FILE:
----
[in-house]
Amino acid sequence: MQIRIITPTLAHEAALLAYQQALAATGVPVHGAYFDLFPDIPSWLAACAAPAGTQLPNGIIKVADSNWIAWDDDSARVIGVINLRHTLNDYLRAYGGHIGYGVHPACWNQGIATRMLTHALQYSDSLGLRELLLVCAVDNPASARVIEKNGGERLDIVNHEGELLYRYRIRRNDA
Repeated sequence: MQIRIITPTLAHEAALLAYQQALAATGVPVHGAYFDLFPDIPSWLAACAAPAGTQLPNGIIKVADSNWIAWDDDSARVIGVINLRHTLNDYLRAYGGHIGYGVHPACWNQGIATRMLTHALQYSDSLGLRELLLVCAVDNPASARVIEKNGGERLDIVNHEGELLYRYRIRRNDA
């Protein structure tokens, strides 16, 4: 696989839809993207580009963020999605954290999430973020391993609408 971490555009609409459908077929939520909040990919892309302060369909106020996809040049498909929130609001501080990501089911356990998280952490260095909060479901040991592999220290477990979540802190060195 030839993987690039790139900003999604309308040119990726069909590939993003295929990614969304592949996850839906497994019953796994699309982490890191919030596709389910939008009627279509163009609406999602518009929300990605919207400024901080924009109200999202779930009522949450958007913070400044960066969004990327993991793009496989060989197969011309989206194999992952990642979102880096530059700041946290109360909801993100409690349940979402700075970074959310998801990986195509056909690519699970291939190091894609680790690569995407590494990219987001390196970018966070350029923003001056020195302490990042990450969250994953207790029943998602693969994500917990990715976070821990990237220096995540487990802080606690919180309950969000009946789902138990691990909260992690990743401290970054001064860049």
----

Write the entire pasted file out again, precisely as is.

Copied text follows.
[in-house]
Amino acid sequence: MQIRIITPTLAHEAALLAYQQALAATGVPVHGAYFDLFPDIPSWLAACAAPAGTQLPNGIIKVADSNWIAWDDDSARVIGVINLRHTLNDYLRAYGGHIGYGVHPACWNQGIATRMLTHALQYSDSLGLRELLLVCAVDNPASARVIEKNGGERLDIVNHEGELLYRYRIRRNDA
Repeated sequence: MQIRIITPTLAHEAALLAYQQALAATGVPVHGAYFDLFPDIPSWLAACAAPAGTQLPNGIIKVADSNWIAWDDDSARVIGVINLRHTLNDYLRAYGGHIGYGVHPACWNQGIATRMLTHALQYSDSLGLRELLLVCAVDNPASARVIEKNGGERLDIVNHEGELLYRYRIRRNDA
């Protein structure tokens, strides 16, 4: 696989839809993207580009963020999605954290999430973020391993609408 971490555009609409459908077929939520909040990919892309302060369909106020996809040049498909929130609001501080990501089911356990998280952490260095909060479901040991592999220290477990979540802190060195 030839993987690039790139900003999604309308040119990726069909590939993003295929990614969304592949996850839906497994019953796994699309982490890191919030596709389910939008009627279509163009609406999602518009929300990605919207400024901080924009109200999202779930009522949450958007913070400044960066969004990327993991793009496989060989197969011309989206194999992952990642979102880096530059700041946290109360909801993100409690349940979402700075970074959310998801990986195509056909690519699970291939190091894609680790690569995407590494990219987001390196970018966070350029923003001056020195302490990042990450969250994953207790029943998602693969994500917990990715976070821990990237220096995540487990802080606690919180309950969000009946789902138990691990909260992690990743401290970054001064860049």